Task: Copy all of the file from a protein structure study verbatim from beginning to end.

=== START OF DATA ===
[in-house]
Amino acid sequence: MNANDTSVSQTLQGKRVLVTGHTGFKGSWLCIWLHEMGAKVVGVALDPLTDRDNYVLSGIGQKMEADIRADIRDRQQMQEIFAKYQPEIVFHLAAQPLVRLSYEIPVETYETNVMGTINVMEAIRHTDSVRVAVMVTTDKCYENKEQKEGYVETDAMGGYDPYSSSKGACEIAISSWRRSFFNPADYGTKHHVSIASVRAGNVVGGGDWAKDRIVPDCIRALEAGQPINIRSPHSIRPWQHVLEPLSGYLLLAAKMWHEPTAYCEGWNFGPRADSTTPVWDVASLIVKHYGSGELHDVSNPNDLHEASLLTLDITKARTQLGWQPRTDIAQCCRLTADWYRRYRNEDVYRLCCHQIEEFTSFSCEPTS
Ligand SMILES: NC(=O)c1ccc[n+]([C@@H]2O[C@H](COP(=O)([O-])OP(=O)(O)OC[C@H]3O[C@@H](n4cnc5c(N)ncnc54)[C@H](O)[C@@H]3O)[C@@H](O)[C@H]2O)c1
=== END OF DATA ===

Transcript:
[in-house]
Amino acid sequence: MNANDTSVSQTLQGKRVLVTGHTGFKGSWLCIWLHEMGAKVVGVALDPLTDRDNYVLSGIGQKMEADIRADIRDRQQMQEIFAKYQPEIVFHLAAQPLVRLSYEIPVETYETNVMGTINVMEAIRHTDSVRVAVMVTTDKCYENKEQKEGYVETDAMGGYDPYSSSKGACEIAISSWRRSFFNPADYGTKHHVSIASVRAGNVVGGGDWAKDRIVPDCIRALEAGQPINIRSPHSIRPWQHVLEPLSGYLLLAAKMWHEPTAYCEGWNFGPRADSTTPVWDVASLIVKHYGSGELHDVSNPNDLHEASLLTLDITKARTQLGWQPRTDIAQCCRLTADWYRRYRNEDVYRLCCHQIEEFTSFSCEPTS
Ligand SMILES: NC(=O)c1ccc[n+]([C@@H]2O[C@H](COP(=O)([O-])OP(=O)(O)OC[C@H]3O[C@@H](n4cnc5c(N)ncnc54)[C@H](O)[C@@H]3O)[C@@H](O)[C@H]2O)c1